• target system --- described as a "black box" mainly by gradually developing usage scenarios. Essentially, the same consideration as for the supra system, in ISO 15288:2023 this is called recursive application of systems thinking.

There are also described two "white boxes", one in the concept of use, and the other --- in the system concept:

  • Supra system --- described primarily by the concept of use of the target system with an emphasis on the role/function of the target system in the supra system. It shows how the presence of the target system in the composition of the supra system leads to the satisfaction of the interests/preferences/needs of the external project roles. This is the important "device of the supra system" for us, the white box. The concept of use is to some extent a concept of the supra system (recursive application of systems thinking! The same thing happens at every level). with precision sufficient to describe the target as a black box, performing some functions in the supra system so that satisfaction of the interests of external project roles becomes understandable. For wall clocks, the supra system is the interior and people inside, you need to describe what surrounds the clocks and how they interact (for example, does the loud ticking of the clocks bother people at night).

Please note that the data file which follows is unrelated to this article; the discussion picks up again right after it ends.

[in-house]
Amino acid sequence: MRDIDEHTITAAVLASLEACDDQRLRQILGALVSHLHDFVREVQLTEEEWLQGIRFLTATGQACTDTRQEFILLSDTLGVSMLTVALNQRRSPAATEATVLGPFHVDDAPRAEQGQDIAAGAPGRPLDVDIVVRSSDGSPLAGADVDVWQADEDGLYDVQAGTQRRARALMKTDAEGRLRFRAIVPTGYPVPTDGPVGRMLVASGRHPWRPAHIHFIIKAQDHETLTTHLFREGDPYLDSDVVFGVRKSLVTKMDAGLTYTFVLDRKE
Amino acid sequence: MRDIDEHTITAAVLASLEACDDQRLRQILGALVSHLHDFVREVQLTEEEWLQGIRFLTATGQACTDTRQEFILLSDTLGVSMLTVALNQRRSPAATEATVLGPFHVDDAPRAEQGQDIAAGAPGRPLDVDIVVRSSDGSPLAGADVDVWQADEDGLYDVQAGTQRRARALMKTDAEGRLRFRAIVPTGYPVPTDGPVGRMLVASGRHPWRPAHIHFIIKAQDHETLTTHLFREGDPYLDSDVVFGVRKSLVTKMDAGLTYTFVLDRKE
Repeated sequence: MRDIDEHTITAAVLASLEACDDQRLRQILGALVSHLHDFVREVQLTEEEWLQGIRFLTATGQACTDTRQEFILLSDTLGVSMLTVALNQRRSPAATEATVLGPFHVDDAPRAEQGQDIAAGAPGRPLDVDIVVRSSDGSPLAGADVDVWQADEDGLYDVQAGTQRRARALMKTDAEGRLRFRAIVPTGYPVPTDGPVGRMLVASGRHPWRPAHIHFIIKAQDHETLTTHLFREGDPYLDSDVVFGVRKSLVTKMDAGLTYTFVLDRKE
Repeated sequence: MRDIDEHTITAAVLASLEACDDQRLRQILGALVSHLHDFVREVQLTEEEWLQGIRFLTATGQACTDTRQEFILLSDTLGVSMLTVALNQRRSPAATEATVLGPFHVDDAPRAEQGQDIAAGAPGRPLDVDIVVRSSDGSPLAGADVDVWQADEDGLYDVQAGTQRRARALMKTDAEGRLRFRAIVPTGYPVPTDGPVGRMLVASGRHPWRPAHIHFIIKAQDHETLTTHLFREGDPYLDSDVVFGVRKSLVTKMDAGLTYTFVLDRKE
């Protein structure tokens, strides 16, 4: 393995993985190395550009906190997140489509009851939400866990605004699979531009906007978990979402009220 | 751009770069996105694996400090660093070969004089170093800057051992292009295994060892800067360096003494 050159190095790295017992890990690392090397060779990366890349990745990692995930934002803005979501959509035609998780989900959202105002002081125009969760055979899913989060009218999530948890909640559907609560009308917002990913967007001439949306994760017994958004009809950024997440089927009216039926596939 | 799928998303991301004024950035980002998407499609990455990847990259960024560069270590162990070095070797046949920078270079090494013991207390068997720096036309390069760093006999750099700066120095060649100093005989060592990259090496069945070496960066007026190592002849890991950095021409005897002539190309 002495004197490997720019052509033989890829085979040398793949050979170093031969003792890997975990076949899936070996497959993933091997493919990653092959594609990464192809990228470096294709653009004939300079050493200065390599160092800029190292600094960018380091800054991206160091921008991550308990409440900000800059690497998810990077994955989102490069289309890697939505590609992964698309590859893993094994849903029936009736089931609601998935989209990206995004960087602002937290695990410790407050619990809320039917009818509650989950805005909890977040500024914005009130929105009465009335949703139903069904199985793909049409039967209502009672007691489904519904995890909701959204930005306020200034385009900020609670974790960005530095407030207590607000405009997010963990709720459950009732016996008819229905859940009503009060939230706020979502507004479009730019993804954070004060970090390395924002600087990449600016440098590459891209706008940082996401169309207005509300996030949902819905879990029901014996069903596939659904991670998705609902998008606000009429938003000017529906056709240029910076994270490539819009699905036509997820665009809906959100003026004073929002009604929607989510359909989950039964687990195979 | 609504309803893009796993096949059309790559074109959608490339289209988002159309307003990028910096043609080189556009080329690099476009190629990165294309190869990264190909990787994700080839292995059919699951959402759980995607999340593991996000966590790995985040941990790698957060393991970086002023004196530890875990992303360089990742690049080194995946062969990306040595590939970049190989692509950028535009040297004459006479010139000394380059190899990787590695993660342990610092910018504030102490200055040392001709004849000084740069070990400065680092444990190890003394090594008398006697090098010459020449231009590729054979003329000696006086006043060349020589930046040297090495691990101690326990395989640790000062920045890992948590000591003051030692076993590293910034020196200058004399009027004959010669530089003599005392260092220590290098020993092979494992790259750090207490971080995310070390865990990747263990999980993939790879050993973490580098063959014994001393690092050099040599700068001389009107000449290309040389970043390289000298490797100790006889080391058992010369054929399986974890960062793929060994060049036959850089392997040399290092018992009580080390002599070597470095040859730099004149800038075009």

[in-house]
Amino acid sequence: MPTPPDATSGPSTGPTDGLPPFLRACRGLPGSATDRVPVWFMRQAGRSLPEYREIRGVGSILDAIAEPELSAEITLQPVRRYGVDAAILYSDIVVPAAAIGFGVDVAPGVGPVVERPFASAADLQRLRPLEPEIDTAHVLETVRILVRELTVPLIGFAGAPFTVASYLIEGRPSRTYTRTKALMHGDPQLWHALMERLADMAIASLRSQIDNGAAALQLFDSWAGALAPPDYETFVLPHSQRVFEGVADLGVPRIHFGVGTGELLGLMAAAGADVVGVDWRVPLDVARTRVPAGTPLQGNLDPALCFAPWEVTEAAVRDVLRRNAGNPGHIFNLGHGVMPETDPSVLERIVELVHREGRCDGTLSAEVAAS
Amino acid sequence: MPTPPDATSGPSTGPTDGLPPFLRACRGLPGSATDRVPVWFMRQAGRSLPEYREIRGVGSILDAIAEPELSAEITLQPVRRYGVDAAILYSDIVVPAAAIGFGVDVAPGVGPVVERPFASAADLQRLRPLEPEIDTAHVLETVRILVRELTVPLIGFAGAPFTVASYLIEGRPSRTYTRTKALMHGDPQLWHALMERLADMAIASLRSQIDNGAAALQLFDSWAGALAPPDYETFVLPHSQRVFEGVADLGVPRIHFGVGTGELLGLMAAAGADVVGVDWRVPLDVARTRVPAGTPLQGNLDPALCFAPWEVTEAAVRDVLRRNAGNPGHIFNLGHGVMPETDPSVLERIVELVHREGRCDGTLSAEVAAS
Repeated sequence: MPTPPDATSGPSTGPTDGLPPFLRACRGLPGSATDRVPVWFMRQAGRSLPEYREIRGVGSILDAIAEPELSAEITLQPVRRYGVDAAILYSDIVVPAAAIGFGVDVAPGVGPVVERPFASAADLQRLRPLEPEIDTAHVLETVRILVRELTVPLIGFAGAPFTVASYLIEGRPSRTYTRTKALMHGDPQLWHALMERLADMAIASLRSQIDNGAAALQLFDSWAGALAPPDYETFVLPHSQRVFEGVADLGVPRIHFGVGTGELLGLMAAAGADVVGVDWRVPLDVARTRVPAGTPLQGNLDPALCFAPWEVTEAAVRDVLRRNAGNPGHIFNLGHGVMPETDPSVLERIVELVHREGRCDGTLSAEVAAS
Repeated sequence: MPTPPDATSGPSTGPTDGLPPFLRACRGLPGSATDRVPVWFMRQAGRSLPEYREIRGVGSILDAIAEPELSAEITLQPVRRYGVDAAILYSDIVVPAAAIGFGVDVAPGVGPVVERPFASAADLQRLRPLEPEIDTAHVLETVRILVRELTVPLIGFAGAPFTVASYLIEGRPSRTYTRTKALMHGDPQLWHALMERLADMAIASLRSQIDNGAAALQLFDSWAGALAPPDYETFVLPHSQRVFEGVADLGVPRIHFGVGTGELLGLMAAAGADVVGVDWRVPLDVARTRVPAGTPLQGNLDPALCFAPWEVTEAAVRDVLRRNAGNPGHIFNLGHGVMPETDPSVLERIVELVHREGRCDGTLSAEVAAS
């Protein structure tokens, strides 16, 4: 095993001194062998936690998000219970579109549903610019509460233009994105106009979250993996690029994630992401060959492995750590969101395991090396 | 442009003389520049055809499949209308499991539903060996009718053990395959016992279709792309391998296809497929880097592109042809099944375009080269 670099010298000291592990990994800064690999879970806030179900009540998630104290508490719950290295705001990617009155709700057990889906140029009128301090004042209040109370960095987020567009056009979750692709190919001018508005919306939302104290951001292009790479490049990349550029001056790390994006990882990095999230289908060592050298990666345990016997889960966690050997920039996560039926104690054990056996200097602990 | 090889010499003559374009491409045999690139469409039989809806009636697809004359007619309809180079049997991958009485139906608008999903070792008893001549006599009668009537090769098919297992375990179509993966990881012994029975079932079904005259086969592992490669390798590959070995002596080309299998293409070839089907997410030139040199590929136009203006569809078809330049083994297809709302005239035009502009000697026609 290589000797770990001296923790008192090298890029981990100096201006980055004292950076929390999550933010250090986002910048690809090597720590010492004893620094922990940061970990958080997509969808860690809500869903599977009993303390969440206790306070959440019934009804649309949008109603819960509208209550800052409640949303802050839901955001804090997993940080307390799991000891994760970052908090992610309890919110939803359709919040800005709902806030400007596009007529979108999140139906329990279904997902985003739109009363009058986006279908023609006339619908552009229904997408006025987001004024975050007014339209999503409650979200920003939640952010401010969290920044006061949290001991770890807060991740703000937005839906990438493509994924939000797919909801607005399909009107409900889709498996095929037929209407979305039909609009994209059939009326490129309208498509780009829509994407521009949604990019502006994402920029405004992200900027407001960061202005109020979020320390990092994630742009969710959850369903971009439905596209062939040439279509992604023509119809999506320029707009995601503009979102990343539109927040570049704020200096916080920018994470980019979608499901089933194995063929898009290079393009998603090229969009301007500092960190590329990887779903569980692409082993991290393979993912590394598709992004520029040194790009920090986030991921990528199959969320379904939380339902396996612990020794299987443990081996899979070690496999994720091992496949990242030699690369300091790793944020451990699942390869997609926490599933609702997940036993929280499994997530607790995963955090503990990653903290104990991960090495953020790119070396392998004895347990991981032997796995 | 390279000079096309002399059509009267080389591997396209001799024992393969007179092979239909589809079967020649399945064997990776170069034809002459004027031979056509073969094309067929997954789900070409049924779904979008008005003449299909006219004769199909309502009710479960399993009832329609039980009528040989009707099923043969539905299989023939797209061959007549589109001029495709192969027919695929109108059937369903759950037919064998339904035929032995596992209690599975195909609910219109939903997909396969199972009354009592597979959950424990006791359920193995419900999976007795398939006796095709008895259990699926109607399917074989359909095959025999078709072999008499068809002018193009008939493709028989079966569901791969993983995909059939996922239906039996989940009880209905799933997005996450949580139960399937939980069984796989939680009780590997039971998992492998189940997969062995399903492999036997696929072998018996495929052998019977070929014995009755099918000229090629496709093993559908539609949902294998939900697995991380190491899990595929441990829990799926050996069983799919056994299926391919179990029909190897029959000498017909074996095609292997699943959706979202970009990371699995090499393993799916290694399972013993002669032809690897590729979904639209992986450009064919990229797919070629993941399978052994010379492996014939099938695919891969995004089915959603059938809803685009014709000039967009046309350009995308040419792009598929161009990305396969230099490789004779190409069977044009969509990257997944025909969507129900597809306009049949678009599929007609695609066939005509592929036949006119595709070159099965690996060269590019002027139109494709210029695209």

• Target system --- described by the concept of the system, including architecture as additional solutions for constructing the system (with the expected impact of architectural solutions mainly on architectural characteristics/"concerns", not functionality). Of course, the system concept and including architecture shows how the interests of not only external project roles (their interests are more described by the concept of use) are satisfied, but also internal/project roles, that is the interests of visionaries, developers, architects, engineers of the production platform of the target system. For example, for clocks with a specified level of precision in their outer limits, decisions need to be made regarding their internal structure: will precious stones be used in the clocks to reduce friction and thereby increase accuracy, or in wall clocks, is this a luxury, will the required accuracy be achieved simply by using hard alloys for the gears and pallet forks? Or maybe wall clocks will not be mechanical at all, but electronic, to achieve the required accuracy.